A retrospective analysis of consecutives patients with a diagnosis of mBC between February 2001 and December 2008 and followed at the Medical Oncology Unit of Mater Salutis Hospital, Legnago (Italy) was performed. All information was obtained from case records and review of the patients’ medical history. We excluded patients in whom the follow-up time (FUT) was less than 1 month. FUT was defined as the time patients were followed at our institution, i.e., the difference between the date of last follow-up and the date of taking charge. Tumor size (pT) was defined as the maximum tumor diameter measured by the pathologist. The absence or presence of lymph node involvement (pN) was histologically confirmed according to the American Joint Committee on Cancer (AJCC), as described by other authors (10). The Scarff-Bloom-Richardson classification was used to define histological grade. Estrogen receptors (ER) and progesterone receptors (PR) were expressed as the percentage of positivity in the overall cell population using a quantitative standard immunoenzymatic method. The monoclonal antibody MIB1, whose index was expressed as a percentage, was used for immunostaining of the Ki67 antigen (10). Liver ultrasound, standard chest x-ray, CT scan and bone scan were used to exclude the presence of distant metastases. Univariate analysis for OS, considering all the different prognostic factors, was performed according to the Kaplan-Meier method. The statistical significance (p<0.05) of differences was evaluated with the log-rank test, censoring surviving patients at the last follow-up time; the initial date for survival was calculated from the date mBC was first recognized. The Cox regression model was used for multivariate analysis. Finally, we investigated whether during these years there had been an increase in survival and whether the increase was statistically significant, including the covariate “year” in the Cox Model. The chi-square test, Student’s t-test, or Fisher’s exact test, was used in order to exclude any possible relationship between the results and the different prognostic risk categories.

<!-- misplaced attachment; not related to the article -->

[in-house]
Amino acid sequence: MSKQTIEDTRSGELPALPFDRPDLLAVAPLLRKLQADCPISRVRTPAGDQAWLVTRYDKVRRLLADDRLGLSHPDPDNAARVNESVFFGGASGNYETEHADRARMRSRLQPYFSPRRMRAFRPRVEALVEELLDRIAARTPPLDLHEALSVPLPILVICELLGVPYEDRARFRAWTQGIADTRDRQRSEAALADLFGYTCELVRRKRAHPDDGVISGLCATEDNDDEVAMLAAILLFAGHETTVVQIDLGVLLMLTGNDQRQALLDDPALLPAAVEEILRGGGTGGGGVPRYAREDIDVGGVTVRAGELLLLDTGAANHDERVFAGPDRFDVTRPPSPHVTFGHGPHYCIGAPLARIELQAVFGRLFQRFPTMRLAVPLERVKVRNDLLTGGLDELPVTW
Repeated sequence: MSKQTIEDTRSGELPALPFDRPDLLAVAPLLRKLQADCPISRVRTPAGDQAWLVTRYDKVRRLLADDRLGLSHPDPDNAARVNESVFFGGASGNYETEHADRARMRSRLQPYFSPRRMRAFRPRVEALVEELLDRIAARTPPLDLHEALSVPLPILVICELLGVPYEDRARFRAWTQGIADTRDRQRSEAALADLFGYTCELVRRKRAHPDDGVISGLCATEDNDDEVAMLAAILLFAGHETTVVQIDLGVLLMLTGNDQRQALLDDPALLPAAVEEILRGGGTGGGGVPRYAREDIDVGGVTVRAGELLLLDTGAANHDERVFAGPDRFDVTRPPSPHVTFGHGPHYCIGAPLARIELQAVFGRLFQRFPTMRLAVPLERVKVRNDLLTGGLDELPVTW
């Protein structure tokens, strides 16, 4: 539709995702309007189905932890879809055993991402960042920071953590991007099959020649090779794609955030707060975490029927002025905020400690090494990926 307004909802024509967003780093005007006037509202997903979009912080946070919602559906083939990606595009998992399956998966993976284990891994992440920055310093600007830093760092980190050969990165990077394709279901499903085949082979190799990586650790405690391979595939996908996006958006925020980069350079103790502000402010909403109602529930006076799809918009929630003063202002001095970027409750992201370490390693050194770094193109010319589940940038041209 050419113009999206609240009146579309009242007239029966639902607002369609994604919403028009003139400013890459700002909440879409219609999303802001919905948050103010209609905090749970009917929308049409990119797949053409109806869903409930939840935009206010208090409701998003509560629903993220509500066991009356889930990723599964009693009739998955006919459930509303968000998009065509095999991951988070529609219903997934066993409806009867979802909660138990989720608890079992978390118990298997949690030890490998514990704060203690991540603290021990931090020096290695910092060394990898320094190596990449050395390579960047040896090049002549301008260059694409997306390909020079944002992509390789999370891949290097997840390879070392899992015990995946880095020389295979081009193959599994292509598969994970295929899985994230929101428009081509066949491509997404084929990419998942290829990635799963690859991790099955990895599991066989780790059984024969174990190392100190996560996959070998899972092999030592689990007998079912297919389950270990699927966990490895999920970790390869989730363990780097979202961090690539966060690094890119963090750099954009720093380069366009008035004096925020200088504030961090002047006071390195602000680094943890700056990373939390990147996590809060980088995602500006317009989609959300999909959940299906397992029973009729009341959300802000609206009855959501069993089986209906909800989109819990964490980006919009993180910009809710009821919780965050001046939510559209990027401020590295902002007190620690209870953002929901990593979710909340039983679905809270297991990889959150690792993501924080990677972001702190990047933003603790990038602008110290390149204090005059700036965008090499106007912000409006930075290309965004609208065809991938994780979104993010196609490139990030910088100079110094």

We evaluated 70 patients. All patients were female. Median FUT was 55.14 months (range, 2.43-206.41 months). At the last follow-up all patients had died. Median OS was 31.55 months (range, 2.33-100.13, Fig. 1); median DFS was 27.37 months (range, 0-180.23). Median age was 57 years (range, 20-86); 51 patients (72.9%) were classified as young (<65 years) and 19 (27.1%) as older patients (≥65 years). The prevalent histology (76.8%) was invasive ductal carcinoma (IDC), especially luminal B (53.1%), ER (81.8%) and PR (68.8%) positive, with HER2/neu overexpression in 54.0% of patients and with an intermediate proliferative index (54.5%). There was a predominance of pT2 (40.0%) and pN1 (30.9%) cases. Most patients had not received neoadjuvant chemotherapy (87.1%) but did receive adjuvant therapy (54.3%). The most common adjuvant chemotherapy agents were anthracyclines, used alone (54.1%) or sequentially with taxanes (18.9%); 54.3% of patients received adjuvant hormone therapy consisting mostly of tamoxifen (76.3%). Most patients (85.7%) did not have metastatic disease at first diagnosis. The metastatic sites were equally distributed between bone, soft tissues and visceral sites. Forty percent of patients received more than 3 lines of chemotherapy and only 1 line of hormone therapy (48.2%) in the metastatic setting. In univariate analysis, a positive PR had a statistically significant positive impact on OS (p<0.001, Fig. 2). Comparison between the 4 molecular subtypes (luminal A, luminal B, HER2 driven, triple negative) confirmed a survival difference (Fig. 3), with long OS for both luminal A (32.63 months) and luminal B (34.53 months) types in comparison to HER2-driven (18.68 months) and triple-negative (16.61 months) tumors. The general case study is summarized in Table I. In multivariate analysis, only a positive PR status (p = 0.005) was confirmed as a prognostic factor. No statistically significant difference in OS was found between the period 2001-2004 and the period 2005-2008 (p = 0.284; Tab. II, Fig. 4). We chose these periods in order to have 2 well-matched groups of patients. We did not observe any statistically significant difference in OS even in the transition from 1 year to the next (p = 0.154). The chi-square test excluded any possible relationship between results and the belonging to different molecular subtyping (p = 0.811).